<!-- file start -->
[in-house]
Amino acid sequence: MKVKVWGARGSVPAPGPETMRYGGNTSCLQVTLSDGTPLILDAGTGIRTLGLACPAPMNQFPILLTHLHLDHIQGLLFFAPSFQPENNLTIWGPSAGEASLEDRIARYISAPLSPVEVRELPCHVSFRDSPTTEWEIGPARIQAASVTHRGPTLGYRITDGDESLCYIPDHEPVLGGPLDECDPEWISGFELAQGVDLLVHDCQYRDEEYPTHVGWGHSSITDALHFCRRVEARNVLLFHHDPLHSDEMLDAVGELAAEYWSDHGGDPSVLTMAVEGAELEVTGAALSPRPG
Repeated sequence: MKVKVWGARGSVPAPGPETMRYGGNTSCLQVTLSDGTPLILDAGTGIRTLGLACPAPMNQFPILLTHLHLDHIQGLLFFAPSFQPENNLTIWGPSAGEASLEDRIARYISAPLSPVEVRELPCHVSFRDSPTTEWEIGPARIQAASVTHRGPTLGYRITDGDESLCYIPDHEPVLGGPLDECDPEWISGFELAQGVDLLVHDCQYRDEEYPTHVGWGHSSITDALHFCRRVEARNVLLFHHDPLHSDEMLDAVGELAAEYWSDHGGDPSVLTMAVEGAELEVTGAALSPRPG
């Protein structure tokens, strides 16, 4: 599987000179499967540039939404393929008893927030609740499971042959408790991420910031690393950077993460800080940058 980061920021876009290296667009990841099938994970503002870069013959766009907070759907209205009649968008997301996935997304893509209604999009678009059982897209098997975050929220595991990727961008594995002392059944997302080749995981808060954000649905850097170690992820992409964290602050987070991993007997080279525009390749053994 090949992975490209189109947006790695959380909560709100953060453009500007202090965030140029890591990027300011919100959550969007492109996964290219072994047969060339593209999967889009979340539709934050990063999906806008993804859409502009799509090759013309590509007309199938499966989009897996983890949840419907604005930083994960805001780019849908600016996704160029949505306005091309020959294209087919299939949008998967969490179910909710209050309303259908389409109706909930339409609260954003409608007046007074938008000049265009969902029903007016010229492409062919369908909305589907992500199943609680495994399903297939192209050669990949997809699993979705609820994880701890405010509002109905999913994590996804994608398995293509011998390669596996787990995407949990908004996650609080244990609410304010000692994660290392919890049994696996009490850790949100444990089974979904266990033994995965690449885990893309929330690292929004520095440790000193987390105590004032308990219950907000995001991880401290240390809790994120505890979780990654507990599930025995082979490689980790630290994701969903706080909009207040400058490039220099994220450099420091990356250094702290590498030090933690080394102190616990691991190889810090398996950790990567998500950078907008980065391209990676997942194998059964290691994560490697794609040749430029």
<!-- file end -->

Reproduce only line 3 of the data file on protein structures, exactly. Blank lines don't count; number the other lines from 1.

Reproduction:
Repeated sequence: MKVKVWGARGSVPAPGPETMRYGGNTSCLQVTLSDGTPLILDAGTGIRTLGLACPAPMNQFPILLTHLHLDHIQGLLFFAPSFQPENNLTIWGPSAGEASLEDRIARYISAPLSPVEVRELPCHVSFRDSPTTEWEIGPARIQAASVTHRGPTLGYRITDGDESLCYIPDHEPVLGGPLDECDPEWISGFELAQGVDLLVHDCQYRDEEYPTHVGWGHSSITDALHFCRRVEARNVLLFHHDPLHSDEMLDAVGELAAEYWSDHGGDPSVLTMAVEGAELEVTGAALSPRPG